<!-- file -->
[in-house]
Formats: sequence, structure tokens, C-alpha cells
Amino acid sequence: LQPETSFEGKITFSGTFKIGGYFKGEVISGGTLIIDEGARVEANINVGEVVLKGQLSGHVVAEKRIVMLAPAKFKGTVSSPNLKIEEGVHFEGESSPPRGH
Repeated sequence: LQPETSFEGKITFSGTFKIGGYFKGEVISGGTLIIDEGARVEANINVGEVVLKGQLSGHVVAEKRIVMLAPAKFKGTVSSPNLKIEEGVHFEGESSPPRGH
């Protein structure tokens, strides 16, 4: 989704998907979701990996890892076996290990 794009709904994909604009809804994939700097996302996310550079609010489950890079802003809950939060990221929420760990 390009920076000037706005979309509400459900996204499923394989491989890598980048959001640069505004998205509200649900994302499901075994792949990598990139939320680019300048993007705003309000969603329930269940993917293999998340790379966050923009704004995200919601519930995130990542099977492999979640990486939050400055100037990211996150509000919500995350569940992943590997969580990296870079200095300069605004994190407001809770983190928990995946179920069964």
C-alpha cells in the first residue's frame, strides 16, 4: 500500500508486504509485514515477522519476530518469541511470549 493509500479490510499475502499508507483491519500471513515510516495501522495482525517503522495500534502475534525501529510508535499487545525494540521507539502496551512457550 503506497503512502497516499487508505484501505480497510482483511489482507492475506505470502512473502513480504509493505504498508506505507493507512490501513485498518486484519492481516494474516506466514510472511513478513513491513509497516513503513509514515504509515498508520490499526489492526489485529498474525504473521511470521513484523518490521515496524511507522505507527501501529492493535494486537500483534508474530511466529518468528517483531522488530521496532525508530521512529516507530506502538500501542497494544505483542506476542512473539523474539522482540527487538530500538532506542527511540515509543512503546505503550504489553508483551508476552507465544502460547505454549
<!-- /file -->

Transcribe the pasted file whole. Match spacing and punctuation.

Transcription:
[in-house]
Formats: sequence, structure tokens, C-alpha cells
Amino acid sequence: LQPETSFEGKITFSGTFKIGGYFKGEVISGGTLIIDEGARVEANINVGEVVLKGQLSGHVVAEKRIVMLAPAKFKGTVSSPNLKIEEGVHFEGESSPPRGH
Repeated sequence: LQPETSFEGKITFSGTFKIGGYFKGEVISGGTLIIDEGARVEANINVGEVVLKGQLSGHVVAEKRIVMLAPAKFKGTVSSPNLKIEEGVHFEGESSPPRGH
């Protein structure tokens, strides 16, 4: 989704998907979701990996890892076996290990 794009709904994909604009809804994939700097996302996310550079609010489950890079802003809950939060990221929420760990 390009920076000037706005979309509400459900996204499923394989491989890598980048959001640069505004998205509200649900994302499901075994792949990598990139939320680019300048993007705003309000969603329930269940993917293999998340790379966050923009704004995200919601519930995130990542099977492999979640990486939050400055100037990211996150509000919500995350569940992943590997969580990296870079200095300069605004994190407001809770983190928990995946179920069964």
C-alpha cells in the first residue's frame, strides 16, 4: 500500500508486504509485514515477522519476530518469541511470549 493509500479490510499475502499508507483491519500471513515510516495501522495482525517503522495500534502475534525501529510508535499487545525494540521507539502496551512457550 503506497503512502497516499487508505484501505480497510482483511489482507492475506505470502512473502513480504509493505504498508506505507493507512490501513485498518486484519492481516494474516506466514510472511513478513513491513509497516513503513509514515504509515498508520490499526489492526489485529498474525504473521511470521513484523518490521515496524511507522505507527501501529492493535494486537500483534508474530511466529518468528517483531522488530521496532525508530521512529516507530506502538500501542497494544505483542506476542512473539523474539522482540527487538530500538532506542527511540515509543512503546505503550504489553508483551508476552507465544502460547505454549